Wednesday 27 June, 2012
Just arrived Cairo. And yes, we know for sure that Morsi has been declared the victor with a margin of 51.7% – compared to Shafiq’s 48.3%.
Such a close race. And such division in and amongst Egyptians and yet a sense of hope and excitement that has not been felt since perhaps the Egyptian deposition of the colonial Brits in 1952.
I actually felt that I was already in Egypt when I boarded the Lufthansa flight in Munich that brought us to Cairo. Before the plane took off I could hear people on my left and right and behind me discussing the political situation in Egypt with great passion and knowledge. Nearly everyone was engaged in conversation with their fellow Egyptians, all strangers to each other until this moment. The air was electric.
A young Egyptian logistics worker from Norway, a middle aged Egyptian business woman living in Germany, a retired elderly Egyptian man living in Nice, France, a religious man and his three children returning from vacation and another religious (yet secular politically) couple beside me. Everyone was discussing the current situation. Did they vote? Who did the vote for? Why didn’t they vote. Every paradigm was represented. Another Egyptian woman living in the US walked down the aisle and asked if she could join our discussion.
Yes, indeed, things have changed in Egypt. Even the plane ride to Egypt was dynamic. People are excited. They are engaged. There is a sense that they have some control.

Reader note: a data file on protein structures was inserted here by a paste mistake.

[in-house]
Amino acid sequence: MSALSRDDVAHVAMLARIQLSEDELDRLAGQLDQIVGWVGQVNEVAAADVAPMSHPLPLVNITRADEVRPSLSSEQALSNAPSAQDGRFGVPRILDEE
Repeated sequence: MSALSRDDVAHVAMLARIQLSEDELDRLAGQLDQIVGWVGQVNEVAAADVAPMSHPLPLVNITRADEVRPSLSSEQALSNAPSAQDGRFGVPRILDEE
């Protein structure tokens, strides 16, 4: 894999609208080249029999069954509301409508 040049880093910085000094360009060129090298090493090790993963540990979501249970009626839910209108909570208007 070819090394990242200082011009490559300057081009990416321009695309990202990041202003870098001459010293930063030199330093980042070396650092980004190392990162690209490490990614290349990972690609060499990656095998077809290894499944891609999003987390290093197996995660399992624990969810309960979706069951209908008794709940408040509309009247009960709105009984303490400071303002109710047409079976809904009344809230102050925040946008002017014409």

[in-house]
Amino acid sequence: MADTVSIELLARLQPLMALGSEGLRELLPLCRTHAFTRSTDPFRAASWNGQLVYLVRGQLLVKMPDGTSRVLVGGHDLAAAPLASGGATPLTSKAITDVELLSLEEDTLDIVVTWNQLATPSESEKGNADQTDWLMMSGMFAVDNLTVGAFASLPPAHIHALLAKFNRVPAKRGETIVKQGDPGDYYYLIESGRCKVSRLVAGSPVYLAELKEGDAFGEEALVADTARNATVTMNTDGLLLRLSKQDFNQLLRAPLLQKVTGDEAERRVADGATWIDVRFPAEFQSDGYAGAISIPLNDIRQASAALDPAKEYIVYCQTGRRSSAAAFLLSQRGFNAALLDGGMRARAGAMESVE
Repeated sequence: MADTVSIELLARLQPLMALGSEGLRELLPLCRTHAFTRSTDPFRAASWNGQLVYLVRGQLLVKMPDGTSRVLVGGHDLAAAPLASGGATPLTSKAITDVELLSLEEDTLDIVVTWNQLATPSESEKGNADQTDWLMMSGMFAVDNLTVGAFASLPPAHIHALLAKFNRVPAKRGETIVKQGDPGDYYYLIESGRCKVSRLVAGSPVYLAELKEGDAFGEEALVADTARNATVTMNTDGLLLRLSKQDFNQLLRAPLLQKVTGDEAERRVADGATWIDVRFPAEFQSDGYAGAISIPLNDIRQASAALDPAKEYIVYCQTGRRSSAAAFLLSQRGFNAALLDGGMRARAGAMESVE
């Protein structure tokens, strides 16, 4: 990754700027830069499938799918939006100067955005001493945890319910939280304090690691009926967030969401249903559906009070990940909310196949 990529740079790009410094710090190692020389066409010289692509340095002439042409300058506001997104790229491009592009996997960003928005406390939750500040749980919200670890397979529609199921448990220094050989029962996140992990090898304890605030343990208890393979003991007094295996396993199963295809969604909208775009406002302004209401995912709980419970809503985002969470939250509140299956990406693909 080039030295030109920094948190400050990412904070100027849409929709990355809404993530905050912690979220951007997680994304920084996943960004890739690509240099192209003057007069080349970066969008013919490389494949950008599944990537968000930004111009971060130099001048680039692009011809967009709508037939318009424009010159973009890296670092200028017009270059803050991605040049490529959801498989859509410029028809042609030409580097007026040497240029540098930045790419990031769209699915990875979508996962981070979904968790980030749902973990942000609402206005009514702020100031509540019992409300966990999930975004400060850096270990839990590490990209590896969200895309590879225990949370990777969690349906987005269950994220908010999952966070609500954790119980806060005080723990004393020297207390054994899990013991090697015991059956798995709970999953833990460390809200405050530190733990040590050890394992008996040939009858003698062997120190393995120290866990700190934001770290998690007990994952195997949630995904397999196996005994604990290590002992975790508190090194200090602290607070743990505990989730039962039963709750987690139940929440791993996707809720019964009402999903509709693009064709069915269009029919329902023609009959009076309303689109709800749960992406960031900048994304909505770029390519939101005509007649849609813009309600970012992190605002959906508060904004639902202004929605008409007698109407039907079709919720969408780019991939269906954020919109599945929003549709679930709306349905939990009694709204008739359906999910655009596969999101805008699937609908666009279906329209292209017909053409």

Morsi’s acceptance speech was a hot topic. Everyone agreed that he said fantastic things. He said he would choose a Vice President that will be either Coptic or a woman, that his cabinet will be represent all Egyptians, that he will promote a moderate Islam. Morsi spoke of the wealth of Egypt, the human, natural, touristic and political resources. He spoke about Egypt’s need to become independent and lessen its ties to the West, especially the US. We all agreed that this was good news, but a few could believe his words. How could he change over night? How could this man they saw as religiously fundamental really live up to such promises. Who is he really? Where does he really stand?
I suggested that we really don’t know yet. His words have changed from before the election (pandering towards the stricter religious segments of society) and now flipping a bit to the other side. Words are words, but deeds speak much louder. We will wait and see and all of Egypt will be ready to tell Morsi what they think and need and expect. And they will all want something different.
And thats what we call democracy! Viva la revolution! As an American, I am amazed and full of respect for the Egyptian people who are making this democratic change. It will take time for sure, but already there is huge change, people are engaged!